that this is the manorial site of Cleeton which was held in 1253 by the Lord
of the Manor, William Ledwich. By 1373 the manor had passed into the hands of
Sir Walter Huwet who sold the estate to the Abbot of Wigmore in Herefordshire.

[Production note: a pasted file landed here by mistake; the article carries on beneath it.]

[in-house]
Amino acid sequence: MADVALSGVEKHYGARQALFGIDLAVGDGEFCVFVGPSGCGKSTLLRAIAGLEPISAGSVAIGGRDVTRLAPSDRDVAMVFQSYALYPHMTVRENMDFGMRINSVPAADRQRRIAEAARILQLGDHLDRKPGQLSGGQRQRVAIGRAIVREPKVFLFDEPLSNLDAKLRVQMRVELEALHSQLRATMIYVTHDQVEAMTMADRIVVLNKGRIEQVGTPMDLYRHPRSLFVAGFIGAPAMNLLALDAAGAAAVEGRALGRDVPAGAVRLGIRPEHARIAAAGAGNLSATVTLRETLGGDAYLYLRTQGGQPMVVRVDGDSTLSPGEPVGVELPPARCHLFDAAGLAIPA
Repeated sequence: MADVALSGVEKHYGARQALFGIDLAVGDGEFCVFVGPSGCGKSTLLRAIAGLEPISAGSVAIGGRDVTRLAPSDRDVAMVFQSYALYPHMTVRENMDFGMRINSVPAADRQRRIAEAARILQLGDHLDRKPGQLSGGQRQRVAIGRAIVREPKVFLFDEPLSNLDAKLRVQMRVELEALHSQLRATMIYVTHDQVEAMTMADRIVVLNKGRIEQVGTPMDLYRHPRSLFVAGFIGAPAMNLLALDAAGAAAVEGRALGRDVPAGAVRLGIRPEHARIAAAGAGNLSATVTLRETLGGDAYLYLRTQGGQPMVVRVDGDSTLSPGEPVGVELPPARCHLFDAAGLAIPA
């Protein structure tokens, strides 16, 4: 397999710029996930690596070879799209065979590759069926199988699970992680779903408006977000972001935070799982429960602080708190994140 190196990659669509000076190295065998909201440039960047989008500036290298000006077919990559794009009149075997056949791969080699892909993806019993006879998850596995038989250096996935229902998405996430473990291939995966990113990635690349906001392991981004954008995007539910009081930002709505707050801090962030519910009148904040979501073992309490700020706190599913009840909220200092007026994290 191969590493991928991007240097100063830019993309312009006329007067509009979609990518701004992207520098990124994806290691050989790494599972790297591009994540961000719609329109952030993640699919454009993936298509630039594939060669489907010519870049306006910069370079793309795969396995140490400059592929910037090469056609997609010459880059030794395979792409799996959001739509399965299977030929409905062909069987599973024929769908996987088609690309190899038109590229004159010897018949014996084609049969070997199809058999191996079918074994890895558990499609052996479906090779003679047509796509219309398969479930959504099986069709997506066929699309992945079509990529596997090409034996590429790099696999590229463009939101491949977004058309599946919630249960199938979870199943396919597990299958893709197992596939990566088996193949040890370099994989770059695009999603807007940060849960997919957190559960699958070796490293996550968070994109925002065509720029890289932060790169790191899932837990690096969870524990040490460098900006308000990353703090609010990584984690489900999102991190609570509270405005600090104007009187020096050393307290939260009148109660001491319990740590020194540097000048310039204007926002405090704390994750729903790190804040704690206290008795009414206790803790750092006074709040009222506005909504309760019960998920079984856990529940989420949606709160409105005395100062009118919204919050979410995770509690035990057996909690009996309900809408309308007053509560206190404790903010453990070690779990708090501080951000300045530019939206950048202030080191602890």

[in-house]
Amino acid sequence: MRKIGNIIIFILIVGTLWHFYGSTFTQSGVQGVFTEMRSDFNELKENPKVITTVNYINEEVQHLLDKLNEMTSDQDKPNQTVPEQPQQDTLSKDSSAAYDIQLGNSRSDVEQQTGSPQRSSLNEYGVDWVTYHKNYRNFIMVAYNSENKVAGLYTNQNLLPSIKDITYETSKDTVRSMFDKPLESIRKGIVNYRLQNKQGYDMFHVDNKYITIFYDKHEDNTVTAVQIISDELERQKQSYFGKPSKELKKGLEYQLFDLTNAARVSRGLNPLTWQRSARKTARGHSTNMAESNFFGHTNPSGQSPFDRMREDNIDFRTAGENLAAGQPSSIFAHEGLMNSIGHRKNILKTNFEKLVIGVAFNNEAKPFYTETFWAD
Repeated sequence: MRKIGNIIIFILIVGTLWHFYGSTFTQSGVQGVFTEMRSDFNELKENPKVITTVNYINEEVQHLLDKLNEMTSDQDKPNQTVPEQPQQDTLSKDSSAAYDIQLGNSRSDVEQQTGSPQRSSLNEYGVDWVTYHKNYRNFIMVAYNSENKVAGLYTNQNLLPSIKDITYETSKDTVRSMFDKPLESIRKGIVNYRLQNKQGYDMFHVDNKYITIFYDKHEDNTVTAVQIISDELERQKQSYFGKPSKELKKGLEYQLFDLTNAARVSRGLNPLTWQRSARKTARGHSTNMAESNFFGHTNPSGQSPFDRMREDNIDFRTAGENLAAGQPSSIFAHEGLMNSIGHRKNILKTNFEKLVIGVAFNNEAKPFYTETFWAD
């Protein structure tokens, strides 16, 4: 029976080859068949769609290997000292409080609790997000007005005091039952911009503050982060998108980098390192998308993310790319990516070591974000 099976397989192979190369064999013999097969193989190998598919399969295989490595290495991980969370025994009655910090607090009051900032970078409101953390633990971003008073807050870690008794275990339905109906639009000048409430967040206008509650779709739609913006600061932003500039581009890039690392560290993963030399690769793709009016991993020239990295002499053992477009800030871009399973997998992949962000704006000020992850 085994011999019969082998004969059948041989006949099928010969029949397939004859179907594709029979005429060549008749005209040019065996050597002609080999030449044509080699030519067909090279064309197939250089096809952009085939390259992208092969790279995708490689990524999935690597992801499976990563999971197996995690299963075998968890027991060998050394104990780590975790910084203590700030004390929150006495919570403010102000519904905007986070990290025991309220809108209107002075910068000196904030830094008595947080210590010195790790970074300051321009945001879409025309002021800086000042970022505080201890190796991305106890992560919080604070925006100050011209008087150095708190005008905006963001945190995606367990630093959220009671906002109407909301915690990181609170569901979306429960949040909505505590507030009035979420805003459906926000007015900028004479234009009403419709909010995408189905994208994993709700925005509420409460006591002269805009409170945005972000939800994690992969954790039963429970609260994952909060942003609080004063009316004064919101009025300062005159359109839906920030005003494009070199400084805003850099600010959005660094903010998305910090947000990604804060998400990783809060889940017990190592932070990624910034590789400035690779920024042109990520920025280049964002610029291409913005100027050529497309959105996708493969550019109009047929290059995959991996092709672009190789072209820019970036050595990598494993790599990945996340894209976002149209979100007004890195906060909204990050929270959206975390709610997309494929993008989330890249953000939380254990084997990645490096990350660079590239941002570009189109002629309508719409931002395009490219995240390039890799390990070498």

The moated enclosure itself is roughly circular in plan and has an overall diameter of 90m. The moat island has an internal diameter of 48m and its surface is raised approximately 0.5m above the surrounding land surface. Slight surface undulations in the interior are believed to represent the positions of buried building foundations. The surrounding moat ditch remains well defined throughout its length and averages 6m wide and 2.5m deep. Although now largely dry, a small pond occupies the north east quarter of the ditch. There is some evidence of stonework surviving around the edges of the moat island, suggesting that the ditch may originally have had a stone revetment. An outer bank 1.5m high and between 3m and 4m wide flanks the ditch around the west, north and north east sides. At the north west corner of the moat both the outer bank and the ditch are interrupted and a stream drains to the north. At the south east corner of the moat a causeway 3m wide crosses the ditch and is believed to represent the position of the original entrance to the moat interior. The approach to this entrance is protected on its south east side by a well defined inlet channel which links a stream to the south into the moat ditch. To the west of the entrance a small secondary enclosure is attached to the south west side of the moat. The lack of the outer bank along the edge of the moat ditch here suggests that this outer enclosure is a part of the original earthwork layout. The enclosure extends for approximately 43m to the south and is 32m wide. It is protected around its west and south west sides by a well defined bank averaging 1.3m high and 3m wide and by a scarp slope around the east. A stream runs around the base of this scarp to feed into the moat supply leat.